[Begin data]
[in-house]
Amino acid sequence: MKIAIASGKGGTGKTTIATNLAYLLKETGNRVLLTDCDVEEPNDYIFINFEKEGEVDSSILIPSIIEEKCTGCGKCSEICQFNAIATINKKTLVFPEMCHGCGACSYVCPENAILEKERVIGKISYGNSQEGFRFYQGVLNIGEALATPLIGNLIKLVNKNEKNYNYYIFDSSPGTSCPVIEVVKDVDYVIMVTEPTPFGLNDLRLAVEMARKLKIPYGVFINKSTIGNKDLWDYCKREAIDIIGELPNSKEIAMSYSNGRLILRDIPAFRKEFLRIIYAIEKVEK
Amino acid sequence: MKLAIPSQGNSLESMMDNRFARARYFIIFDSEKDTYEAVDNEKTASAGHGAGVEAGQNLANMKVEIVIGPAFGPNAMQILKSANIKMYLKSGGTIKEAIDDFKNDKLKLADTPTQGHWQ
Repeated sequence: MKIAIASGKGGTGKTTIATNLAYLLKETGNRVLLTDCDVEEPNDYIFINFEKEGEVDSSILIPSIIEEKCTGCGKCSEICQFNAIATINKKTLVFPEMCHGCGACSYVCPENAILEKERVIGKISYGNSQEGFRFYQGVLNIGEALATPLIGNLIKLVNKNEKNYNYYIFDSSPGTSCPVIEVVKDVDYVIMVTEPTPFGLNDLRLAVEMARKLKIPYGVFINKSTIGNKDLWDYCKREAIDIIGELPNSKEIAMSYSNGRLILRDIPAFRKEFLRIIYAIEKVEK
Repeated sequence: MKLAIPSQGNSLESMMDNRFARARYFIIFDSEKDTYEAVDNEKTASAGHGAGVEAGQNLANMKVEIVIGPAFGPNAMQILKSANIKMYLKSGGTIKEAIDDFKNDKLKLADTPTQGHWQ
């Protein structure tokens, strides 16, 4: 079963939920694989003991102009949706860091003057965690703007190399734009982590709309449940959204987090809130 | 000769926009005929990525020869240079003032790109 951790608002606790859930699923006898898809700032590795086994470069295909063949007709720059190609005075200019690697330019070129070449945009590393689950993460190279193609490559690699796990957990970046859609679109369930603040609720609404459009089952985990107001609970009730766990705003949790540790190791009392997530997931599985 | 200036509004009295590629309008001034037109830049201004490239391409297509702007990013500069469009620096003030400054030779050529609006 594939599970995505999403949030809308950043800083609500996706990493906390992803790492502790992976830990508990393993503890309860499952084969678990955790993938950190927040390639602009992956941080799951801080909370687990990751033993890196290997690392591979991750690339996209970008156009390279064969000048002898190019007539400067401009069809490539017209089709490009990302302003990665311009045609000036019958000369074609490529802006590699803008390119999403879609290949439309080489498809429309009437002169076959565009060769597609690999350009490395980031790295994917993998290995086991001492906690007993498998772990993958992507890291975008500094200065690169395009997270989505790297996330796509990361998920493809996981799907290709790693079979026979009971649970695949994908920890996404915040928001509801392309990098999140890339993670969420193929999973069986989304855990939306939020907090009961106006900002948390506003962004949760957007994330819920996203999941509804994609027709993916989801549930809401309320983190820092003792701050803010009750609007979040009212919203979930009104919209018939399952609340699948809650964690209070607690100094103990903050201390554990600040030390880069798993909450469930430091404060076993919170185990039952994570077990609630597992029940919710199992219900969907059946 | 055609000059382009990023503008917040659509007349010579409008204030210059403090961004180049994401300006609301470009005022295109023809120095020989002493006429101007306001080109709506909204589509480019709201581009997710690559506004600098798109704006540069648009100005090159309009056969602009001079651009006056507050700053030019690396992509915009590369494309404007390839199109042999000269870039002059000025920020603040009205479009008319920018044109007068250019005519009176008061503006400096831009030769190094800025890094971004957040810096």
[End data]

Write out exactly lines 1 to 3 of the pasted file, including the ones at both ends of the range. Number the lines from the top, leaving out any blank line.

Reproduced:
[in-house]
Amino acid sequence: MKIAIASGKGGTGKTTIATNLAYLLKETGNRVLLTDCDVEEPNDYIFINFEKEGEVDSSILIPSIIEEKCTGCGKCSEICQFNAIATINKKTLVFPEMCHGCGACSYVCPENAILEKERVIGKISYGNSQEGFRFYQGVLNIGEALATPLIGNLIKLVNKNEKNYNYYIFDSSPGTSCPVIEVVKDVDYVIMVTEPTPFGLNDLRLAVEMARKLKIPYGVFINKSTIGNKDLWDYCKREAIDIIGELPNSKEIAMSYSNGRLILRDIPAFRKEFLRIIYAIEKVEK
Amino acid sequence: MKLAIPSQGNSLESMMDNRFARARYFIIFDSEKDTYEAVDNEKTASAGHGAGVEAGQNLANMKVEIVIGPAFGPNAMQILKSANIKMYLKSGGTIKEAIDDFKNDKLKLADTPTQGHWQ